When all factors are at their optimum, worldwide communication is possible on HF. At many other times it is possible to make contact across and between continents or oceans. At worst, when a band is 'dead', no communication beyond the limited groundwave paths is possible no matter what powers, antennas or other technologies are brought to bear. When a transcontinental or worldwide path is open on a particular frequency, digital, SSB and CW
Morse code
Morse code is a method of transmitting textual information as a series of on-off tones, lights, or clicks that can be directly understood by a skilled listener or observer without special equipment...

 communication is possible using surprisingly low transmission powers, often of the order of tens of watts, provided suitable antennas are in use at both ends and that there is little or no man-made or natural interference. On such an open band, interference originating over a wide area affects many potential users. These issues are significant to military, safety and amateur radio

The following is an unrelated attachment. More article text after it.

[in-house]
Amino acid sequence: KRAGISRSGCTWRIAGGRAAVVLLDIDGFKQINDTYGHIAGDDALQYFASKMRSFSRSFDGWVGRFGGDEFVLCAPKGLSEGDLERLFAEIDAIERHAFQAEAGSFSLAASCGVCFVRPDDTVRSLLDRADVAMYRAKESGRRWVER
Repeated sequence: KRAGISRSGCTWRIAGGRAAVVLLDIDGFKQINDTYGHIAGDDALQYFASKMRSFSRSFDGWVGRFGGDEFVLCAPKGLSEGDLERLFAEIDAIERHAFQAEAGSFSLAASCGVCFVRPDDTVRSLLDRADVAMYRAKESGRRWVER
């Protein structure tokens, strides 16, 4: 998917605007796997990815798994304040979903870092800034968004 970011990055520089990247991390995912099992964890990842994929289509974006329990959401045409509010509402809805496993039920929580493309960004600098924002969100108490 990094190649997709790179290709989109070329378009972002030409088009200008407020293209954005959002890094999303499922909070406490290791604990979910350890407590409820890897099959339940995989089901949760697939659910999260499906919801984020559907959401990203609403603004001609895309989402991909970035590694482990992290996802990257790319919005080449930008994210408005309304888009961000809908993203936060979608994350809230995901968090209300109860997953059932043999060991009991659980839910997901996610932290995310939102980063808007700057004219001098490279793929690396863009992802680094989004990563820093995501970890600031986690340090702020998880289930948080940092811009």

Amateur radio
Amateur radio is the use of designated radio frequency spectrum for purposes of private recreation, non-commercial exchange of messages, wireless experimentation, self-training, and emergency communication...

 users of the HF bands.

Uses



The high frequency band is very popular with amateur radio
Amateur radio
Amateur radio is the use of designated radio frequency spectrum for purposes of private recreation, non-commercial exchange of messages, wireless experimentation, self-training, and emergency communication...